3 Piping Rock GC (7), LI, NY; Spring Lake GC (2), Spring Lake NJ; Northshore CC (2), LI, NY; Rumson GC (1), Rumson, NJ; and Harkers Hollow GC (1), Harmony, NJ. So, when someone asks me about taking a chance with the use of a new bentgrass on their golf course I direct them to the NTEP.org website for bentgrass turf evaluation trials. If a golf course superintendent has interest in using one of the new bentgrasses now currently available I find no risk or concern as long as the superintendent does his homework and selects highly rated varieties for use National Turfgrass Evaluation Program (NTEP), 2004 turf quality ratings, bentgrass putting green trials, turf quality ratings. Turfgrass Quality Ratings 1-9; 9 = Idea Turf 007 (DSB) Declaration 6.3 Shark (23-R) 6.3 Tyee (SRX IGD) 6.2 CY T Penn A IS A Independence 6.1 Memorial (A03-EDI) 6.1 Mackenzie (SRX IGDP) 6.0 LS Bengal 5.9 Alpha M 5.9 Kingpin (9200) 5.8 Benchmark DSR 5.8 Pennlinks II 5.7 Penncross 5.2 LSD.05% 0.2 3

4 What you can expect today from a mature bentgrass turf such as 007, Mackenzie or Tyee creeping bentgrass. Turf density: When used on putting greens Tyee, will produce a turf with similar density compared to the Penn A varieties. When used on putting greens, Mackenzie will produce a turf slightly less dense compared to the variety Tyee. 007 will provide a putting surface with density similar to L-93. Leaf texture: Tyee and Mackenzie will produce a turf with similar leaf texture compared to the Penn A varieties. 007 will produce a leaf texture similar to L-93. Less Poa annua: Greater turf density for Tyee, Mackenzie, and 007 compared to most creeping bentgrass varieties allows for greater competition against Poa annua invasion. Disease resistance: A golf course superintendent can expect above average disease resistance for Tyee, Mackenzie, and 007. No major weaknesses have been reported for these varieties based on university turf evaluation trials. Cultivars Leaf Texture Summer Density Brown Patch Dollar Spot 1-9; 9 = Very Fine 1-9; 9 = Max Density 1-9; 9 = No Disease % Disease 1-9; 9 = No Disease NJ TX PA UT ME NJ* KY IN (DSB) Penn A Declaration Independence Benchmark DSR NA NA Pennlinks II NA NA Penncross LSD

5 Thoughts on older creeping bentgrass varieties: Penncross has not performed well in the turf quality rankings (NTEP.org) and may be the least desirable variety for seeding putting greens. The Penn A and G varieties are no longer the highest rated bentgrasses. Many new varieties have tested to be equal or better for overall turf quality compared to the Penn A and G varieties. We know genetic diversity (in a variety) provides greater stability and lessens the chance of a catastrophic disease epidemic. Did you know some of the least diverse bentgrasses are the A and G varieties? Blending seed of the A and G varieties does not accomplish adding genetic diversity to a creeping bentgrass turf. L-93 is not patent protected and the breeders of L-93 have not been involved with quality control for approximately ten years. Seeding options for golf course fine turf New creeping bentgrasses: Greens: 007 and Mackenzie for moderate to high density and Tyee for high density, lowest cut putting surface. Tees and Fairways: 007 and Mackenzie for improved disease resistance and most competitive against Poa annua. Chewings fescue as a companion grass for seeding with bentgrass. Why? Using Chewings fescue in conjunction with bentgrass (125 pounds for Chewings seeded with 20 pounds per acres for bentgrass) aids in quick establishment and lowers the seed cost per acre. Additionally, Chewings fescue is highly resistant to take-all patch disease compared to creeping bentgrass, which is very susceptible (when seeded in sandy soils with a high soil ph). Basics for successful seeding of creeping bentgrass on a golf course Best dates to seed: New establishment: August September is the most desirable time to seed a new bentgrass turf. Important factors include warm soils, less problems from summer annual weeds, and two seasons of growth (fall and spring) prior to the heat stress of summer. A late summer seeding should be ready for play the following spring. 5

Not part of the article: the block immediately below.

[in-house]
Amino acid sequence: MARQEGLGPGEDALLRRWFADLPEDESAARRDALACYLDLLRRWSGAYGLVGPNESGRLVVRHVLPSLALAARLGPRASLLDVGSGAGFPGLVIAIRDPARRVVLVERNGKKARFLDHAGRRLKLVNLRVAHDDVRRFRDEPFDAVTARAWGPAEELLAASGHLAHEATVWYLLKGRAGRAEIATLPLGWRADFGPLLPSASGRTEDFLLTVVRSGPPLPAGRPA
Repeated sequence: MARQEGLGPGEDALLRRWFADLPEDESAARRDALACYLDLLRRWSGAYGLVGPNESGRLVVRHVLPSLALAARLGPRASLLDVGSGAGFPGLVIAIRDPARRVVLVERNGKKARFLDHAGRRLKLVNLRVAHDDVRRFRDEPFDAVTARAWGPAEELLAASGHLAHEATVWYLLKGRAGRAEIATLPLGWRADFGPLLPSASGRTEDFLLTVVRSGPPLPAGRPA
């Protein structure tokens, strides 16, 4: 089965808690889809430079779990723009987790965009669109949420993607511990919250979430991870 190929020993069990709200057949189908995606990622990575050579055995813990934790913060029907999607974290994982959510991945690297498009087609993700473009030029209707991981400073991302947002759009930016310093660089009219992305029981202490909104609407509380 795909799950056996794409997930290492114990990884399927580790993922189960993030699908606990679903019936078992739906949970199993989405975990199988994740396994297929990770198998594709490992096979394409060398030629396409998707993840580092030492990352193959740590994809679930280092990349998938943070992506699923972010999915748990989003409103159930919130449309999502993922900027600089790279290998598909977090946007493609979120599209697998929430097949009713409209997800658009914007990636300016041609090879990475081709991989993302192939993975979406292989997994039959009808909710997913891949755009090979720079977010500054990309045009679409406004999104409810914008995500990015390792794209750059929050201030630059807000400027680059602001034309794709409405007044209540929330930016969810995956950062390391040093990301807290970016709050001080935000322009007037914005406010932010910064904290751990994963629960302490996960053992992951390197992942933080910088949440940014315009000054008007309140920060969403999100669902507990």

6 April May is the second best time to seed a new bentgrass turf. A spring seeding has limited time to germinate and mature prior to the arrival of summer. An early spring seeding may be ready for play by September October of the same year. The above is a general recommendation for most cool season or transition climates. The exception would be for mountain high elevation sites with short cool summers. Under these conditions seeding should be scheduled as soon as possible in late spring / early summer. Interseeding an existing turf: Research conducted by Dr. Jim Murphy at Rutgers University has shown that June July interseeding into a mixed Poa annua bentgrass turf may be the best time to incorporate bentgrass seed (with use of a spiker seeder). Repeated introduction of creeping bentgrass seed, at two three week intervals during June - July, may be helpful. Creeping bentgrass seeding rates: Greens: Two pounds per 1,000 square feet Tees: Two pounds per 1,000 square feet Fairways: Eighty pounds per acre For interseeding existing turf, use twenty five percent of the above rates. Germination and seed storage: Expected germination: With a late summer seeding, under most conditions, creeping bentgrass will germinate in four to seven days after planting. For a spring, seeding germination will be slowed a few days by cool soil conditions. New crop vs. old crop seed: If seed is stored under cool dry conditions bentgrass seed can be stored for up to four years and retain an acceptable germination rates. If provided a choice year old seed may be preferred to new crop seed due to potential after ripening dormancy (lower germination rate) that may be observed (in new crop seed). 6